Just installed CorelDraw x7 but no website creator. What's up?
Installed as an upgrade, windows 10, preformed as a typical installation.
Where's Website Creator?
Ok, that worked. >> The website creator I find to be some what lackluster<< I've heard this kind of statement a few times. Where do you find Website Creator to be lacking?
I've used Dreamweaver CS6 to create my website, but am now looking for updated software that doesn't force me into the cloud. Have downloaded visual studio but aps.net is not the direction I think I want to go. I'm working with a static website with no e commerce. Just text, pictures, and some slide show animation. Thanks, Rudy Beuc
If you built a site with this tool, you are forever joined at the hip. You have to use the tool to edit the site. The underlying code it generates is messy and is going to be gibberish to any other tool. You can't import existing html. You are forced to use the templates included. This is a WYSIWYG tool. It is not insignificant to learn. Time spent learning this tool could be better spent studying css and basic html. Divorcing ones self from code in web design is a nice theory. But it is not practical in this age. One must know some of the technology just as a painter needs to know about brushes. This tool aids you in sticking your head in the sand. Nobody uses this tool. You will find no forums, tutorials, examples or other help in general. You will be on your own. Corel should take this thing out back and shoot it in the head. It is the merciful thing to do.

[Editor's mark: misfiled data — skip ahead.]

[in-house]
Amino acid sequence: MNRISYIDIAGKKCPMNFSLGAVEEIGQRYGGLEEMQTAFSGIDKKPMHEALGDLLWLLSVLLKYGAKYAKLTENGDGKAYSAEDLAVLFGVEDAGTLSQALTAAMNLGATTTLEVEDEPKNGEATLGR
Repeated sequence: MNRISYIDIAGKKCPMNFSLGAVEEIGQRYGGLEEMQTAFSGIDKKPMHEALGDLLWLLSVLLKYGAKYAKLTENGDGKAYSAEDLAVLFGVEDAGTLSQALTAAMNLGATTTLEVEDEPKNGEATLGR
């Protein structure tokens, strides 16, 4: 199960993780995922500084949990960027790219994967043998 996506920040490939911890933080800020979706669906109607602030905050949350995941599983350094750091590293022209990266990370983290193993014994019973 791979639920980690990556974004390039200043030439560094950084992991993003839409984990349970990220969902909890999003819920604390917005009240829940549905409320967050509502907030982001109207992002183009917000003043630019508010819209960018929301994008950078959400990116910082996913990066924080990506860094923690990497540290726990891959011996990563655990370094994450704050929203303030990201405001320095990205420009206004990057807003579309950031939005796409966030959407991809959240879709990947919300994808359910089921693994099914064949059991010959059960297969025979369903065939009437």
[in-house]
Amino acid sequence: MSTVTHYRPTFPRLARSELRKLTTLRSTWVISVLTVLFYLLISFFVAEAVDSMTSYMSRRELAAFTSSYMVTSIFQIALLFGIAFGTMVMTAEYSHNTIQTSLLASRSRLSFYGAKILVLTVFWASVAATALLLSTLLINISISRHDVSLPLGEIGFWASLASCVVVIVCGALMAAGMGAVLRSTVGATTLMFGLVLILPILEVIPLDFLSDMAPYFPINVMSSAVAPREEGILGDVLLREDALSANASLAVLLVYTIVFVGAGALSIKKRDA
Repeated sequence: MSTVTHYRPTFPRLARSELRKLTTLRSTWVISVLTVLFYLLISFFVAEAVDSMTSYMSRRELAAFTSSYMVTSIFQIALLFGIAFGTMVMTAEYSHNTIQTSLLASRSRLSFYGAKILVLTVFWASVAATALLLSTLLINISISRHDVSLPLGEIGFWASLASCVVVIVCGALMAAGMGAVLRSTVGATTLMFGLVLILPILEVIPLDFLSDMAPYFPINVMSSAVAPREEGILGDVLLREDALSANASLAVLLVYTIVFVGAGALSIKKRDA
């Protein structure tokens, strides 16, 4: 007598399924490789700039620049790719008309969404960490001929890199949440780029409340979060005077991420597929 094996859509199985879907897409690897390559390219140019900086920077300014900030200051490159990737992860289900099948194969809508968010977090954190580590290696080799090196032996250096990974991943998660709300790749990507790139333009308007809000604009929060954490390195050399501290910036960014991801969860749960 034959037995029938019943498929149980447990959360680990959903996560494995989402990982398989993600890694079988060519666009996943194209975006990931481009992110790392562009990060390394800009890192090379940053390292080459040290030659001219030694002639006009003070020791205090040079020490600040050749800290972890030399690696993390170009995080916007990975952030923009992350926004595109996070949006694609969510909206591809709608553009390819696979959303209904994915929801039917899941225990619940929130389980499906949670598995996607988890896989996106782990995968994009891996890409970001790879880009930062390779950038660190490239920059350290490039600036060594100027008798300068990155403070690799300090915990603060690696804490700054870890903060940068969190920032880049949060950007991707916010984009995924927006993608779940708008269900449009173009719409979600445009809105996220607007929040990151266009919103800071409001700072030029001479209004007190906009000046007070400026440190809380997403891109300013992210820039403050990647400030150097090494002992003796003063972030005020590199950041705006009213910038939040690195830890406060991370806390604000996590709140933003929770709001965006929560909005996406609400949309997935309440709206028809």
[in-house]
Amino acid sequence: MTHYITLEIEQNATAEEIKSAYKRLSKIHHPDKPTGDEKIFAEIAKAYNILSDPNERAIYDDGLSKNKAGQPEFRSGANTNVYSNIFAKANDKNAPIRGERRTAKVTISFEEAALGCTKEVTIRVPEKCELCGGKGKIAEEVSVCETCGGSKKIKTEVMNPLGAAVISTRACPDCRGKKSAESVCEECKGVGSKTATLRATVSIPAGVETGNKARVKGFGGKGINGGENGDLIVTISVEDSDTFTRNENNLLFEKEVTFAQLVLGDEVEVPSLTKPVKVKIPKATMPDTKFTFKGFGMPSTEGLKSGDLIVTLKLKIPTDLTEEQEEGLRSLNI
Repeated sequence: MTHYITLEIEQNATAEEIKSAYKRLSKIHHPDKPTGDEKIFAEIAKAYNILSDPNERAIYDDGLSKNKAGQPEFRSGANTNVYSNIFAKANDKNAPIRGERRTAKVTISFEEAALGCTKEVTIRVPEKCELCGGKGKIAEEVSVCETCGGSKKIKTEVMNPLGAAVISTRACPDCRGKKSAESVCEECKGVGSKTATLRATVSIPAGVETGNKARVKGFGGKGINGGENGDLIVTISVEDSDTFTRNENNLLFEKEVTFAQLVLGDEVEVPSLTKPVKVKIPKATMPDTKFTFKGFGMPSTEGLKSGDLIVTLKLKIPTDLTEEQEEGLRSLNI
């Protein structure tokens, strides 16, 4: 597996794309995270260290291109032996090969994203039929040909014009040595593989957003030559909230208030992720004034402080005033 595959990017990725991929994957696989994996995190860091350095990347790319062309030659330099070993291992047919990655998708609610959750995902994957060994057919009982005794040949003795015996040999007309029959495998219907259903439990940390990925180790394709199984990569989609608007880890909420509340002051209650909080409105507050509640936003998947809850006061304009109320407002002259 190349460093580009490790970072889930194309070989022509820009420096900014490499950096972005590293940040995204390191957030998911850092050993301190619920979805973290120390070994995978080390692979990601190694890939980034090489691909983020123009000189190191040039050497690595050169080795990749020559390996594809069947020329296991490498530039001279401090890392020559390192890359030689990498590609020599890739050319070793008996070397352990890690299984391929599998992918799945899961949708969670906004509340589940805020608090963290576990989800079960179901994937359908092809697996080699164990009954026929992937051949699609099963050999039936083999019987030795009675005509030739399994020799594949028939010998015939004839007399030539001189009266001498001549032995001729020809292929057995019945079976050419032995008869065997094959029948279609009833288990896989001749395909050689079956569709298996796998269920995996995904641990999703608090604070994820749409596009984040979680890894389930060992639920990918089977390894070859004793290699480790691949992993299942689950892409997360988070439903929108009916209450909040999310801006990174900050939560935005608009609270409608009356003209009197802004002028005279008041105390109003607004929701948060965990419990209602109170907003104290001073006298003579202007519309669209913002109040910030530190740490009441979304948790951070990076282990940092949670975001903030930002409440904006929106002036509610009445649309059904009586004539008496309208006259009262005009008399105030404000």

Many CMS systems are php based. You still have to get eye to eye with the underlying code in many cases, especially if you wan't to customize a given template. Using a tool that tries to completely insulate you from ever seeing code can be myopic at best.
david said:Static HTML pages are a thing of the past in that they are largely ignored by search engines, are prone to hacking and are difficult to keep fresh.
I have to disagree with everything you've said here. Many websites are still using 'hand-rolled' HTML. If they're done correctly they show well in search engines (and probably better than a badly formed CMS site). In my experience they're probably less prone to hacking (judging by the number of hack attempts I see from the logs on most WordPress sites) and are just as easy to keep fresh if you know a very basic bit of code and how to use an FTP client.